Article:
On World Wetlands Day, students from Mount Madonna School in Watsonville helped sample water and learn about the slough ecosystem.
Peggy Foletta, the education specialist at the reserve, showed buddy pairs of fifth-and ninth-graders how to measure salinity, pH, wind speed, water transparency and tide period.
Their measurements will go to the Global Learning and Observations to Benefit the Environment (GLOBE) program. The NASA-sponsored program involves over 30,000 schools around the world.
Foletta, who used to be a schoolteacher, now trains teachers for the program. She says collecting the data helps students connect to their surroundings and the scientific process.
“It makes them better-informed citizens to make important decisions about the environment,” she says.
For the older kids, it also provides a chance to mentor younger students.
“I think when you teach a concept is when you really know it,” says Nicole Silva Culbertson, a middle and high school science teacher at Mount Madonna. “And so it’s a fun way for the kids to be outside and to really see how science works.”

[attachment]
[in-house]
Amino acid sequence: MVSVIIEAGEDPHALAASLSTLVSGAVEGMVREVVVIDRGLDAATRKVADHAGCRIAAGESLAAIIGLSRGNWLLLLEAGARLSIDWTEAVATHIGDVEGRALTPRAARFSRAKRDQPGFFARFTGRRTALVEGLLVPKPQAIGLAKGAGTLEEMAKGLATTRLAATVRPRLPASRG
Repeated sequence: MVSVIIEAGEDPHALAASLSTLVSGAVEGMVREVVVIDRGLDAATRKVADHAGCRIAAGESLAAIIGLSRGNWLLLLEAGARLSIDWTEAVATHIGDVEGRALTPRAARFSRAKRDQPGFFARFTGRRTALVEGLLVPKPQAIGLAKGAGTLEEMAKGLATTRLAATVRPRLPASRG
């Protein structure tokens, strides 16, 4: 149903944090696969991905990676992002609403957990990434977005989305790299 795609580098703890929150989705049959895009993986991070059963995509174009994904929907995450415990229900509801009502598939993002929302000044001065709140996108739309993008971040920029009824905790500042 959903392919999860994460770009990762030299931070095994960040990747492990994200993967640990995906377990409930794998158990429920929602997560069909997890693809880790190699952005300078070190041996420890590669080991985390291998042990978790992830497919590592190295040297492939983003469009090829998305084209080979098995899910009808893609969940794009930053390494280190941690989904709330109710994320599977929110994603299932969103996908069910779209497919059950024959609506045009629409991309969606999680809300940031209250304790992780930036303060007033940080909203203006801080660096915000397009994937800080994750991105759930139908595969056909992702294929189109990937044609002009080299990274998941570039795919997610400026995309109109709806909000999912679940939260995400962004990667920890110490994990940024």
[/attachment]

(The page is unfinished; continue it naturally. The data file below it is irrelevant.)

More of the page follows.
The slough is a particularly important ecosystem for students to learn about.
“It is a nursery for a lot of wildlife that people eat, for example,” says Foletta. “Fifty-five% of the fish caught in Monterey Bay—this is their nursery.”
Elkhorn Slough also provides habitat for hundreds of species of birds, mammals and amphibians and helps buffer the coastline from storms.
More than 90% of the wetlands in California have disappeared to agriculture, development or other disturbances. In order to keep Elkhorn Slough from a similar fate, scientists and nonprofit partners are working on a large-scale restoration.
To learn more about the restoration efforts and educational programs, visit elkhornslough.org